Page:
Most of my Daily* Deep Tracks are rooted in a listening experience from the past twenty-four hours. I must honestly admit that today’s occurrence came merely from the fact that the song was stuck in my head for no apparent reason, and just wouldn’t exit my brain. I hadn’t committed the act of physically hearing Brinsley Schwarz’s “Shining Brightly” for at least a month or so, but this one seems to populate my brain frequently.
Brinsley Schwarz, if you didn’t know, were an English group featuring a dude named Brinsley Schwarz on guitar, and another dude named Nick Lowe on bass and lead vocals. Yes, the same Nick Lowe who, much later in the 70s, would crank out tasty power-pop nuggets like “Cruel to Be Kind,” “And So It Goes” and the hilariously gruesome “Marie Provost.” This 1970 version of Nick Lowe seemed to be in thrall to American CSN-esque harmony sounds, with a splash of light prog-rock to flesh it all out (most notably on early tracks like “Lady Constant” and “Ballad of a Has Been Beauty Queen”).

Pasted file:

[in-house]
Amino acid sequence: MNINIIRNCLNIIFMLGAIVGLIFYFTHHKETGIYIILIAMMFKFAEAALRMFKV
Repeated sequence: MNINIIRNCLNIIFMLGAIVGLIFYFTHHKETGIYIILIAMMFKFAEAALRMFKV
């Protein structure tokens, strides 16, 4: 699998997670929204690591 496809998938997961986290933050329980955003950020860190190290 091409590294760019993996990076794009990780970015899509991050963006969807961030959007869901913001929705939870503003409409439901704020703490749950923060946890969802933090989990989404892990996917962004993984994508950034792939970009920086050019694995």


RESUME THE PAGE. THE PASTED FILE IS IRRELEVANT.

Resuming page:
There’s nothing complicated about “Shining Brightly,” just a catchy sing-along for acoustic guitars, basic percussion and three harmony voices: but that’s precisely the point. It’s so damn catchy, that it really is no surprise that Nick’s knack for seemingly effortless hooks and melodies appeared long before he became a “name” musician. I was quite impressed the first time I heard it, purchased on reputation alone in a long-gone vinyl shop in downtown Gardner, Massachusetts (in a building that’s now condemned, last I knew). I still have the Brinsley Schwarz first-two-albums twofer in my vinyl collection, and upgraded (downgraded?) it to CD a number of years back.
I even listened to Beck’s “Morning Phase” and The Stones’ “Sticky Fingers” in their entirety in my travels today, but it was Nick Lowe and Brinsley Schwarz that kept reverberating in my head. Well-played. (Don’t worry, “Sway,” you’ll get DDT honors someday.)